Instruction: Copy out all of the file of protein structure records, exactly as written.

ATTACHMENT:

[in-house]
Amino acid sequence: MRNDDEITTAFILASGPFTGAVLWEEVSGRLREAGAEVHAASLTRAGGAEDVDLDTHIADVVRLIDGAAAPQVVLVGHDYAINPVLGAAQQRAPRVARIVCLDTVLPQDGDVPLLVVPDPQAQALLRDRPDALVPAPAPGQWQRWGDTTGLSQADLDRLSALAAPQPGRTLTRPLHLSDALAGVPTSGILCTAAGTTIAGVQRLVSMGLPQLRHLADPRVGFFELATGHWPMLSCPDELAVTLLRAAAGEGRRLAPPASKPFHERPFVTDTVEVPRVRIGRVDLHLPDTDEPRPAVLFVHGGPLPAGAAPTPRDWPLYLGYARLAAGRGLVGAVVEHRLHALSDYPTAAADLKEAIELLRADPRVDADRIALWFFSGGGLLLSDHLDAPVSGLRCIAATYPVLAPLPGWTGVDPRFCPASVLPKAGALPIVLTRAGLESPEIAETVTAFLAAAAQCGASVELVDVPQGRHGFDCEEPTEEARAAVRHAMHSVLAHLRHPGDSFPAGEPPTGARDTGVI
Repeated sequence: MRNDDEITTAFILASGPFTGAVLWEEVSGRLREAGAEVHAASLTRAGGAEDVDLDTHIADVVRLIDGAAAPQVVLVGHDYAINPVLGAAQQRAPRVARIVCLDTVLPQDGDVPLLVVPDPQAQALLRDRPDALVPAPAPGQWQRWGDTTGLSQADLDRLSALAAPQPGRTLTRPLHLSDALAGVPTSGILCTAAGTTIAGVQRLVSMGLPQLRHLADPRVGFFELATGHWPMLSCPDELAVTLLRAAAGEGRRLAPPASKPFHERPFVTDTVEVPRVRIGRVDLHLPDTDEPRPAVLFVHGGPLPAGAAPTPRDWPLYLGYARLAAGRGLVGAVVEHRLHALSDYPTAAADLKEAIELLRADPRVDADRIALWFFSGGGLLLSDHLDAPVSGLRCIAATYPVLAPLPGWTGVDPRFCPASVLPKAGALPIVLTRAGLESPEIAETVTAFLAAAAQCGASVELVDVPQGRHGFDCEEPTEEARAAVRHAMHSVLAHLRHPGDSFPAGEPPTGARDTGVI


[in-house]
Amino acid sequence: MRNDDEITTAFILASGPFTGAVLWEEVSGRLREAGAEVHAASLTRAGGAEDVDLDTHIADVVRLIDGAAAPQVVLVGHDYAINPVLGAAQQRAPRVARIVCLDTVLPQDGDVPLLVVPDPQAQALLRDRPDALVPAPAPGQWQRWGDTTGLSQADLDRLSALAAPQPGRTLTRPLHLSDALAGVPTSGILCTAAGTTIAGVQRLVSMGLPQLRHLADPRVGFFELATGHWPMLSCPDELAVTLLRAAAGEGRRLAPPASKPFHERPFVTDTVEVPRVRIGRVDLHLPDTDEPRPAVLFVHGGPLPAGAAPTPRDWPLYLGYARLAAGRGLVGAVVEHRLHALSDYPTAAADLKEAIELLRADPRVDADRIALWFFSGGGLLLSDHLDAPVSGLRCIAATYPVLAPLPGWTGVDPRFCPASVLPKAGALPIVLTRAGLESPEIAETVTAFLAAAAQCGASVELVDVPQGRHGFDCEEPTEEARAAVRHAMHSVLAHLRHPGDSFPAGEPPTGARDTGVI
Repeated sequence: MRNDDEITTAFILASGPFTGAVLWEEVSGRLREAGAEVHAASLTRAGGAEDVDLDTHIADVVRLIDGAAAPQVVLVGHDYAINPVLGAAQQRAPRVARIVCLDTVLPQDGDVPLLVVPDPQAQALLRDRPDALVPAPAPGQWQRWGDTTGLSQADLDRLSALAAPQPGRTLTRPLHLSDALAGVPTSGILCTAAGTTIAGVQRLVSMGLPQLRHLADPRVGFFELATGHWPMLSCPDELAVTLLRAAAGEGRRLAPPASKPFHERPFVTDTVEVPRVRIGRVDLHLPDTDEPRPAVLFVHGGPLPAGAAPTPRDWPLYLGYARLAAGRGLVGAVVEHRLHALSDYPTAAADLKEAIELLRADPRVDADRIALWFFSGGGLLLSDHLDAPVSGLRCIAATYPVLAPLPGWTGVDPRFCPASVLPKAGALPIVLTRAGLESPEIAETVTAFLAAAAQCGASVELVDVPQGRHGFDCEEPTEEARAAVRHAMHSVLAHLRHPGDSFPAGEPPTGARDTGVI